Nutrition: Butter Or Margarine?

Butter and margarine are usually contrasted in terms of health benefits. But if you take a closer look at these two fats, the difference for health is not so obvious. So, should you choose butter or margarine on a daily basis? Here are some answers.

For the calories, it's the same

In terms of calories and fat content, eating butter or margarine is about the same.

This is because butter, which is made from the cream of milk, is mostly fat. It contains 82% fat and provides 753 calories per 100 g.

Margarine, which is made from a mixture of vegetable oils such as rapeseed, sunflower or olive oil bound with an emulsifier, provides 80% fat and 726 calories per 100 g.

Whatever you choose, you should consume these fats in moderation. You should not exceed 30 grams per day.

For vitamin A, eat a little butter

Even if butter is a very fatty food to be limited, it should not be completely eliminated from your diet because it provides essential fatty acids and vitamin A.

With 700 micrograms of vitamin A per 100 g, a 20 g serving of butter covers a quarter of the daily requirement of this vitamin.

Now, vitamin A is essential for vision and good immunity. This vitamin also contributes to the beauty of the skin and to growth in children.

For its part, margarine is a source of antioxidant vitamin E, especially when it is made with sunflower oil. A 20 g serving then covers 20% of the daily requirement of vitamin E.

For cholesterol, the answer is controversial

In the butter vs. margarine match, butter is often criticized for being rich in saturated fatty acids that can increase the level of bad cholesterol or LDL.

Indeed, butter contains 55.4% saturated fatty acids.

Too much consumption can therefore lead to an excess of bad cholesterol and promote atheromatous plaques that are deposited on the walls of the arteries.

However, some studies qualify this statement: they show that, even if your bad cholesterol level is high, you can consume butter without increasing your risk of cardiovascular disease provided you limit its quantity to about 15 g per day.

For their part, margarines are composed mostly of vegetable fats such as sunflower, rapeseed or palm. They provide omega 6 and 3 which participate in a good cardiovascular health.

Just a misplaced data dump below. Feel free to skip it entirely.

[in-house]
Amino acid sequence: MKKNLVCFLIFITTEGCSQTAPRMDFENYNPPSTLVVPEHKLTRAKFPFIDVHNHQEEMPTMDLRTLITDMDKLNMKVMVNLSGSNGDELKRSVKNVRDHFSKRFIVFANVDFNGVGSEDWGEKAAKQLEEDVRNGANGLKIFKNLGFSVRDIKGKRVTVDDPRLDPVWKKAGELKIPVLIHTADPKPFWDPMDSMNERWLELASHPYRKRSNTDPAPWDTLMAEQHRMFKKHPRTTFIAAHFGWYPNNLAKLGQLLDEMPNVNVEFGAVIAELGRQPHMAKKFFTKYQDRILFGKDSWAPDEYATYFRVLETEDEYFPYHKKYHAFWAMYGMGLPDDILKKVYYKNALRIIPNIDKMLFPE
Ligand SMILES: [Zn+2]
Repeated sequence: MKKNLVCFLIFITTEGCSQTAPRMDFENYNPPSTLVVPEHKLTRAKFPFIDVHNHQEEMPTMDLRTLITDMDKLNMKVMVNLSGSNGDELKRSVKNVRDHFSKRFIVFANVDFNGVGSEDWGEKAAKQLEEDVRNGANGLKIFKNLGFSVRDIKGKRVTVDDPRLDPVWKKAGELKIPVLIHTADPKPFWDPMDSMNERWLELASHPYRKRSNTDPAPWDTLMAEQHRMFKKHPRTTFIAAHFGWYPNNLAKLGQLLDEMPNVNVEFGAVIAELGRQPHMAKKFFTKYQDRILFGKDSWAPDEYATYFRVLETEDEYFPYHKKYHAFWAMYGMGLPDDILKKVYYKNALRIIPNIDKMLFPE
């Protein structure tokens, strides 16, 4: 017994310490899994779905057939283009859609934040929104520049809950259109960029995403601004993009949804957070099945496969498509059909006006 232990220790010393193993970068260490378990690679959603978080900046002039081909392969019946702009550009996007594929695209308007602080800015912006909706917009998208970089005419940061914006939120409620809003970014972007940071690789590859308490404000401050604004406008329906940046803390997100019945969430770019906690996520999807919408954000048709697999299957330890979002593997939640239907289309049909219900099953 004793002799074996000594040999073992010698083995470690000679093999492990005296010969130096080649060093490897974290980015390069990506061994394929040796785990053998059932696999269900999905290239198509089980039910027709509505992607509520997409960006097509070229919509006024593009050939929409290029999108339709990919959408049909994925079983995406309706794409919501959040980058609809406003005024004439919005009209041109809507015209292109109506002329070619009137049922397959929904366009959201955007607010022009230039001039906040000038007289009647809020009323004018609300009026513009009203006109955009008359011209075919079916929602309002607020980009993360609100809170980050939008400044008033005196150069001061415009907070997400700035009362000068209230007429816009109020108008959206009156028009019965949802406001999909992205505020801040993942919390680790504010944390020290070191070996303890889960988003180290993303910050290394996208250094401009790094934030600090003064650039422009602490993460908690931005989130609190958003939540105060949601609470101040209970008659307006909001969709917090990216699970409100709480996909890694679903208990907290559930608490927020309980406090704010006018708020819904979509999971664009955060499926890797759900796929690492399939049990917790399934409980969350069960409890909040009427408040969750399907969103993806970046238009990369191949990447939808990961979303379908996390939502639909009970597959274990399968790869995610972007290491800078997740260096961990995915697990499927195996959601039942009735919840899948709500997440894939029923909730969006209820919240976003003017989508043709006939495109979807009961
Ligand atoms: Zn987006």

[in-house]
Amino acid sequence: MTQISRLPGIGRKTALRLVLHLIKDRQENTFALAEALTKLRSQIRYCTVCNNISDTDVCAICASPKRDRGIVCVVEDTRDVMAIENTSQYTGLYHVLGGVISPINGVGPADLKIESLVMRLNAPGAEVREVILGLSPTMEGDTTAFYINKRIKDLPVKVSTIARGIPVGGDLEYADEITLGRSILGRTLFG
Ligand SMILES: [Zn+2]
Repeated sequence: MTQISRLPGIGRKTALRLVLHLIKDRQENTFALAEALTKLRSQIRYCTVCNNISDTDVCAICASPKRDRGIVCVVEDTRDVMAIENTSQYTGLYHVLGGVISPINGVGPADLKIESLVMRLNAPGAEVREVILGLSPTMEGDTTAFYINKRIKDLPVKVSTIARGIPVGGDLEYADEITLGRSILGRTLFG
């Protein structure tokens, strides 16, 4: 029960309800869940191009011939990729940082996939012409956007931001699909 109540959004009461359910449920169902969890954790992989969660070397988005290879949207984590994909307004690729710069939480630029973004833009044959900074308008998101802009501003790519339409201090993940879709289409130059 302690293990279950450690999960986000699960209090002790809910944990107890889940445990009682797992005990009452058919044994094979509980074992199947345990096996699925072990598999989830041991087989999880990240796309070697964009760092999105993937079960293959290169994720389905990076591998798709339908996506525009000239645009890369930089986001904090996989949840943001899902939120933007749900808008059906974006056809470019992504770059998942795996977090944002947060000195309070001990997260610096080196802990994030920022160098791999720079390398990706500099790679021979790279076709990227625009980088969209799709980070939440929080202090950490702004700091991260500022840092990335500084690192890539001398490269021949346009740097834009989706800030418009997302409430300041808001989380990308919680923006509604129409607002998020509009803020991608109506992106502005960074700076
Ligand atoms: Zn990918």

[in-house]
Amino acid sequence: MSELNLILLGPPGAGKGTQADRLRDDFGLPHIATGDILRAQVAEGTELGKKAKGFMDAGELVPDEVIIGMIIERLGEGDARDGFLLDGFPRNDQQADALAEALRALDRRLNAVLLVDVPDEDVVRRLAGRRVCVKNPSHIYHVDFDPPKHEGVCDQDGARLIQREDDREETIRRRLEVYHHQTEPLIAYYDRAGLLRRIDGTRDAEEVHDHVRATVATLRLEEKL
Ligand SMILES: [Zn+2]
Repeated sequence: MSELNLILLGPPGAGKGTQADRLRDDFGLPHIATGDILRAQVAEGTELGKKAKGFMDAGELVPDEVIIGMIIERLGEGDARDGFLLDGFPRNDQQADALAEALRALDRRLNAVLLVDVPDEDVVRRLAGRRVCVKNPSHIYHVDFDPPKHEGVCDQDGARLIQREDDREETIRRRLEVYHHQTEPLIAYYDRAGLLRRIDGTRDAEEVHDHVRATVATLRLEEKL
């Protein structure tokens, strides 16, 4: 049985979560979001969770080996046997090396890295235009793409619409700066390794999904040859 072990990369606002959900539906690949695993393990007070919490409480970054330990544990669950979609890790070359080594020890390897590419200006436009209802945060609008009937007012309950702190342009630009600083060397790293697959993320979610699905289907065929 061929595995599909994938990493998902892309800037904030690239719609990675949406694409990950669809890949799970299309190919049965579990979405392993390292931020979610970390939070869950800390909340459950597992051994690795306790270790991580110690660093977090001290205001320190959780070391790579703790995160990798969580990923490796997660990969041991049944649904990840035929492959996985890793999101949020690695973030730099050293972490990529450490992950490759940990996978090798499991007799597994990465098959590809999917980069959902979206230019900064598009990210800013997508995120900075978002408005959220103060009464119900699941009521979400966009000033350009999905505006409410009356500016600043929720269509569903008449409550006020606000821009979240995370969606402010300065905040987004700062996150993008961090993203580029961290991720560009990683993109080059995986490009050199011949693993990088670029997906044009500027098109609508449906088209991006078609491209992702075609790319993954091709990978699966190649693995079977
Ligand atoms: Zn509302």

But be careful, you have to check their composition carefully because each brand has its recipe. However, their health benefits depend on their composition.

The most important thing is that the ratio between omega 6 and omega 3 is balanced. Specifically, you need at most 5 omega 6 for 1 omega 3. If this balance is not respected, the benefits of margarine on cardiovascular health are lessened.

In addition, some margarines are enriched with phytosterols, plant lipids that regulate blood cholesterol levels. However, phytosterols have not been proven to reduce cardiovascular risk. In large amounts, they may even decrease the absorption of vitamins A, D, E, and K.

That is why it is best to avoid margarines containing phytosterols and favor those made with rapeseed, flax, and walnut oil.

For cooking, prefer margarine

At high temperatures, butter turns brown due to the Maillard reaction: this phenomenon makes it more indigestible and produces toxic carcinogenic compounds.

That's why, for high temperature cooking, it's best to use margarines yet the mention cooking or simply olive or peanut oil.

Special cooking margarines contain a specific blend of oils that do not denature with heat and do not lead to the formation of toxic carcinogenic compounds.

On the other hand, for light cooking, at a temperature lower than 130°C, it is possible to use both butter and margarine.

In conclusion

As often when it comes to nutritional balance, it is necessary to avoid excess, both for butter and margarine because they are very fatty products and therefore very caloric.

On a daily basis, you can vary the pleasures to take advantage of the vitamin A contributions of butter and vitamin E of margarine as well as the omega 3 of certain margarines.

Remember that it is better to consume butter raw and use margarine for cooking, especially for high temperature cooking.

Author: Audrey
Copyright image: congerdesign
Tags: Butter, margarine, vitamin A, calories, fat, Sunflower, rapeseed, vitamin E, omega 3, temperature, HEALTH, bad cholesterol, cholesterol, carcinogenic, phytosterols, toxic, cardiovascular health, lipids, cardiovascular risk, plant, ratio, vitamins A, light, heat, denature, peanut oil, Olive, absorption, caloric, Walnut oil, Flax, brand, skin, vegetable, Diet, food, exceed, emulsifier, Olive oil, vegetable oils, Milk, Cream, essential fatty acids, immunity, Cardiovascular disease, Arteries, consumption, saturated fatty acids, LDL, oil,
In French: Nutrition : beurre ou margarine ?
En español: Nutrición: ¿mantequilla o margarina?
Nutrition: 5 common misconceptions about undernutrition
← Previous Nutrition: 5 common misconceptions about undernutrition